The evaluation period was 36 months postrelease from the JRA facility. For youths in both the treatment and control groups, the evaluation period began on the first day the youth was released. The primary outcome of interest was recidivism. Recidivism was measured as convictions, to align with the Washington State Legislature’s official definition. Three types of reconvictions were examined: total misdemeanor and felony convictions, felony convictions, and violent felony convictions. Felony and violent felony categories were not mutually exclusive, with felony convictions incorporating all types of felonies. Recidivism data was collected from administrative databases available through Washington State’s Administrative Office of the Courts and Department of Corrections.
The study used an intent-to-treat model, meaning all youths were included in program effects analyses, regardless of the extent of their participation in the MST–FIT program. A nonproportional hazards model using Cox regression was used to evaluate the difference in survival rate between the MST–FIT treatment group and control group for overall and felony recidivism. Binary logistic regression was used to evaluate differences between the groups for violent felony and misdemeanor recidivism due to lower incidences of these convictions. Chi-square and t-tests were used to examine group differences in regard to demographics and propensity for recidivism.
Aos (2004) conducted an outcome evaluation and cost-benefit analysis of the Multisystemic Therapy–Family Integrated Transitions (MST–FIT) program in Washington State. The outcome evaluation showed results similar to those found in the study by Trupin and colleagues (2011). A cost-benefit analysis of the MST–FIT program indicated that for every $1 spent on FIT, $3.15 is saved in criminal justice expenses and avoided criminal victimization (a link to the 2004 study by Aos is available under Additional References).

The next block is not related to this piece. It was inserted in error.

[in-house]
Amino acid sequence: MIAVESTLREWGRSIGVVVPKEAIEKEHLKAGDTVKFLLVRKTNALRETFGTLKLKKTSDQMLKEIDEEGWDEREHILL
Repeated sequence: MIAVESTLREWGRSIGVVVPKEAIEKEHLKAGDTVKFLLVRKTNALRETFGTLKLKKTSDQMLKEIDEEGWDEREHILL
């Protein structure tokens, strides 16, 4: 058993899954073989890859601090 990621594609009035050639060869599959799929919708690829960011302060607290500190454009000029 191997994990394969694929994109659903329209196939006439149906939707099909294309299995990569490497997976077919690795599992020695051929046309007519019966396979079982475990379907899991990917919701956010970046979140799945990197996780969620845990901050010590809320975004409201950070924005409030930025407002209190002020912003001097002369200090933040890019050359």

Evidence-Base (Studies Reviewed)
These sources were used in the development of the program profile:Study 1Trupin, Eric J., Suzanne E. U. Kerns, Sarah Cusworth Walker, Megan T. DeRobertis, and David G. Stewart. 2011. “Family Integrated Transitions: A Promising Program for Juvenile Offenders with Co-Occurring Disorders.” Journal of Child & Adolescent Substance Abuse 20:421–36.
These sources were used in the development of the program profile:Anderson, Carol, and Karen Bogenschneider. 2007. A Policymaker’s Guide to Effective Juvenile Justice Programs: How Important Are Family Approaches? Madison, Wis.: Policy Institute for Family Impact Seminars.http://wisfamilyimpact.org/wp-content/uploads/2014/10/s_wifis25c03.pdfAos, Steve. 2004. Washington State’s Family Integrated Transitions Program for Juvenile Offenders: Outcome Evaluation and Benefit-Cost Analysis. Olympia, Wash.: Washington State Institute for Public Policy.http://www.wsipp.wa.gov/rptfiles/04-12-1201.pdf Barnoski, Robert. 2009. Providing Evidence-Based Programs With Fidelity in Washington State Juvenile Courts: Cost Analysis. Olympia, Wash.: Washington State Institute for Public Policy.http://www.wsipp.wa.gov/rptfiles/09-12-1201.pdf Lee, Terry, and Megan DeRobertis. 2006. “Overview of the FIT Treatment Model.” Focal Point 20(2):17–19.http://pathwaysrtc.pdx.edu/pdf/fpS0606.pdf Public Behavioral Health and Justice Policy. 2008. “Juvenile Rehabilitation Administration: Family Integrated Transitions™ (FIT™) Overview.” Accessed July 17, 2012.http://depts.washington.edu/pbhjp/projects/fit.php
Following are CrimeSolutions.gov-rated practices that are related to this program:Treatment in Secure Corrections for Serious Juvenile Offenders
This practice includes interventions targeting serious (violent and chronic) juvenile offenders sentenced to serve time in secure corrections. The overall goal is to decrease recidivism rates when juveniles are released and return to the community. The practice is rated Effective for reducing general recidivism and serious recidivism of violent and chronic juvenile offenders.Evidence Ratings for Outcomes:
| ||Crime & Delinquency - Multiple crime/offense types|
| ||Crime & Delinquency - Serious recidivism|